Women may be more likely to put themselves second, or third, to their children, spouse, or work, but they do take their health pretty seriously. That said, there may be some check-ups or daily health habits that you are putting off. Staying healthy isn’t just about going to the doctor. How you handle stress, eat, exercise, hydrate, and more relatively little things can have a significant impact on your health down the road. Here are 25 things every woman needs to know about their health.
Stay on top of your health check-ups
Seeing a doctor when you feel good can seem like a complete waste of time. Understandably, you’re busy, the doctor’s office is busy, and there are family and work demands. Maintaining your health check-ups are crucial to staying healthy and available for your family for the long run. Here are the doctors women should see and how often:
Make a date with your primary physician
Depending upon your health and your age, the number of visits to your primary may vary.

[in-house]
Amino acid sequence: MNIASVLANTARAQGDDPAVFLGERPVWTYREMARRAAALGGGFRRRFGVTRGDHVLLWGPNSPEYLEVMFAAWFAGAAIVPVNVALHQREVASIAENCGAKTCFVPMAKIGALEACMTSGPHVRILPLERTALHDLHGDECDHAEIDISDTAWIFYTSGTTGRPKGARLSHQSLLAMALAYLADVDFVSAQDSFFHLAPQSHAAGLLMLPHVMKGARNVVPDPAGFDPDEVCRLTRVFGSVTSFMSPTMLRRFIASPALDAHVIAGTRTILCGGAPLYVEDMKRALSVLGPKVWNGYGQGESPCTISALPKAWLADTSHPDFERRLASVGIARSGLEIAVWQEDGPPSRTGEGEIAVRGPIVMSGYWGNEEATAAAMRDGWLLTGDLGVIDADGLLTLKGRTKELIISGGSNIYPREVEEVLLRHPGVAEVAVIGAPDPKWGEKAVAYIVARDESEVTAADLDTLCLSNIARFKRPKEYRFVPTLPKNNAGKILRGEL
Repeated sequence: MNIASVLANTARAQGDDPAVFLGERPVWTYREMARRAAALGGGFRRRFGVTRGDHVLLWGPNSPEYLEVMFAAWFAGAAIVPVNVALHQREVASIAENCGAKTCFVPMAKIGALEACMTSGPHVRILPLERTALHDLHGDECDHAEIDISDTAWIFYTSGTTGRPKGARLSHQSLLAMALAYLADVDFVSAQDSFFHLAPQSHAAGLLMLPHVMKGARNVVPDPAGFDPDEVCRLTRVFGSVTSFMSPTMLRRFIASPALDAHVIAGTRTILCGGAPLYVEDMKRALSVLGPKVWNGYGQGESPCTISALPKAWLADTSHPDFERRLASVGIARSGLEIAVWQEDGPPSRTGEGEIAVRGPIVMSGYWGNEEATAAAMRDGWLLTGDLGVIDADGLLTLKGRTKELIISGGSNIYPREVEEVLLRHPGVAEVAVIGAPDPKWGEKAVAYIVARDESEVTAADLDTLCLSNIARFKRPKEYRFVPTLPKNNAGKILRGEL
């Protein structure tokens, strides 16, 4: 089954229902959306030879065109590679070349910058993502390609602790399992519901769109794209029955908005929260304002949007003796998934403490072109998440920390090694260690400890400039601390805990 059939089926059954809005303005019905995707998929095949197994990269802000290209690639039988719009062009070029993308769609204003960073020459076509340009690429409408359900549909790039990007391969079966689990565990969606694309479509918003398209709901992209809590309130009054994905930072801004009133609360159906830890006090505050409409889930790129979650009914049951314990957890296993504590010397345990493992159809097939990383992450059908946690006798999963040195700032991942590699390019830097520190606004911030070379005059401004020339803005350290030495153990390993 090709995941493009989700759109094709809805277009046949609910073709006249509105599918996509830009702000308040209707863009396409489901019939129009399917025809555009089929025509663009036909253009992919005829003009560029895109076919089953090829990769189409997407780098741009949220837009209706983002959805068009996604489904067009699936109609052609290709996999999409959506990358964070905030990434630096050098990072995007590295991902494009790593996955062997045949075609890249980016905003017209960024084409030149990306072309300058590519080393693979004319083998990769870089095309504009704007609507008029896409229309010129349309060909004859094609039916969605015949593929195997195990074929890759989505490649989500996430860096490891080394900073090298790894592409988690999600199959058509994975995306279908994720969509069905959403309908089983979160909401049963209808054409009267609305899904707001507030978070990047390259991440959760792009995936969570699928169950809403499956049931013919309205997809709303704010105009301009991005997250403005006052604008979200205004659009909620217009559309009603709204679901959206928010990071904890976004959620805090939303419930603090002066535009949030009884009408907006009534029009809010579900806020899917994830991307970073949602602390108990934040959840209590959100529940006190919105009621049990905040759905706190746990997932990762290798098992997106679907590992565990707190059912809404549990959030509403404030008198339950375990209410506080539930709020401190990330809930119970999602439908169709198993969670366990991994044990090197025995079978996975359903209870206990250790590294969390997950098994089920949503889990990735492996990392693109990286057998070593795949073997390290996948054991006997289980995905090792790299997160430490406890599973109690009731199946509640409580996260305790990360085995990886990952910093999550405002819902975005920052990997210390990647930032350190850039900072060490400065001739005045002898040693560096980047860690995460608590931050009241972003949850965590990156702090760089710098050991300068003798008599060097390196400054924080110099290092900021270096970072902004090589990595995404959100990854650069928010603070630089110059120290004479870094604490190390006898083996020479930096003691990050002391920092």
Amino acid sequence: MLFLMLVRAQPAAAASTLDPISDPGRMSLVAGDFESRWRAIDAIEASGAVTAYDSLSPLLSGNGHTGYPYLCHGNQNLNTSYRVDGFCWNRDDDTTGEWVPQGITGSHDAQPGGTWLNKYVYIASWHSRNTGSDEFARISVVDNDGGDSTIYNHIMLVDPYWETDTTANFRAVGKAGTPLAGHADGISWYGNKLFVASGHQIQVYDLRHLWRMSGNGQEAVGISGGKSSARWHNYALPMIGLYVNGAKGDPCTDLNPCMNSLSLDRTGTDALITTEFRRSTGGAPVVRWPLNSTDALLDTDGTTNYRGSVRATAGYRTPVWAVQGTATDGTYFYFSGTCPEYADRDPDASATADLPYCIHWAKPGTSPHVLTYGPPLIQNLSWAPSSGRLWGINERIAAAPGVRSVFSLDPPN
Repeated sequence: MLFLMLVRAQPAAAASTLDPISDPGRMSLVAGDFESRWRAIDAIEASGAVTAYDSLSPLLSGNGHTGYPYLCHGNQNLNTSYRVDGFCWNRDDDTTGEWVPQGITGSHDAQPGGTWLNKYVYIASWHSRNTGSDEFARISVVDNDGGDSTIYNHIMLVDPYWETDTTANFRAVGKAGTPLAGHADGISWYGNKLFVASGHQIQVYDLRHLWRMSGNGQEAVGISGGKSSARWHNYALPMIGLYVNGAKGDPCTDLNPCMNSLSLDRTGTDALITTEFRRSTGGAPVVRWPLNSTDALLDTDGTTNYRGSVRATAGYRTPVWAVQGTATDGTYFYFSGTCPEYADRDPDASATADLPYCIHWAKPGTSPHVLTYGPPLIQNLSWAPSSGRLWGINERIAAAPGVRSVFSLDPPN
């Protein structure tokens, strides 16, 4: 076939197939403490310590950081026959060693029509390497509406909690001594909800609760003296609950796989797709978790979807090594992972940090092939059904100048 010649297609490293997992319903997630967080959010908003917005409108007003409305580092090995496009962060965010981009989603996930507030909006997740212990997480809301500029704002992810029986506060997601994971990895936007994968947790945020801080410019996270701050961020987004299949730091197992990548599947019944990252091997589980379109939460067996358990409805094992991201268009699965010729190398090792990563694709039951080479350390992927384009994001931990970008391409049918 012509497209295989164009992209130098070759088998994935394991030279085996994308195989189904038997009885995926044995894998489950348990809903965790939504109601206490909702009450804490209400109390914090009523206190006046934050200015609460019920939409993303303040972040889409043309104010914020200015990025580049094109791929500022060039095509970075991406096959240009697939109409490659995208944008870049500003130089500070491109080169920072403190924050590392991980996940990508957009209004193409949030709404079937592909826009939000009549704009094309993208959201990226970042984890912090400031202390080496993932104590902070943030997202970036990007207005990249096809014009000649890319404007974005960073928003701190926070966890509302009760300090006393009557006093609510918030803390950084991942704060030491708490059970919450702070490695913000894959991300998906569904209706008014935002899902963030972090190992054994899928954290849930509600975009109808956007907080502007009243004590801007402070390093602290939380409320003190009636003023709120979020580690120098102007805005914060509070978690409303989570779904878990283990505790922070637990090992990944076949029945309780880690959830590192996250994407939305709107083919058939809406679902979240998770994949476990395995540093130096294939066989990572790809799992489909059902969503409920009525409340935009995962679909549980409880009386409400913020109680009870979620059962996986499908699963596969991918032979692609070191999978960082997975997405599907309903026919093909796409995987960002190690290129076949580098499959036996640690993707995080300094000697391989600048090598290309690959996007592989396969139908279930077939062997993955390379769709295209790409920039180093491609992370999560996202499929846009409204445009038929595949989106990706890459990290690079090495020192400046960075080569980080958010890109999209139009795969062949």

Women under the age of 50 without a chronic condition, should visit their primary care provider every 2-3 years. When you do visit, however, make sure you are getting blood work run to check for blood sugar, diabetes, thyroid, cholesterol, and overall blood count. Those tests can help catch conditions that you may not even be aware of the symptoms for. Also, if caught early, it can be halted and reversed with a proper diet change rather than being on medication.
With the tests, the doctor should also check your blood pressure, weight, and height. Make sure you are up to date on vaccines too.
From age 50 and over, you should visit the doctor yearly. During those annual visits, your blood tests become more important. Additionally, mammograms, bone density, and colonoscopies should be scheduled. Colonoscopies should be scheduled every ten years.
See your Gynocologist
Your OB/GYN should be seen yearly for a pelvic exam. When you are sexually active, you should also get tested each year for STD’s.
Every three years, you should have a pap smear and HPV virus test. These tests are your early indicators for cervical cancer.
During your pre-menopausal and menopausal years, you may wish to see your OB/GYN more often for treatment options in dealing with the symptoms. Frequently, we aren’t aware of which symptoms are related until we’ve spoken with a doctor.
Bite the bullet, visit your dentist
Keeping your teeth and mouth in excellent oral health is a preventative measure for your overall health. Maintaining good dental hygiene not only is a great way to keep your teeth into your older years but can also decrease risk factors for other diseases. Weak dental hygiene links to the following conditions: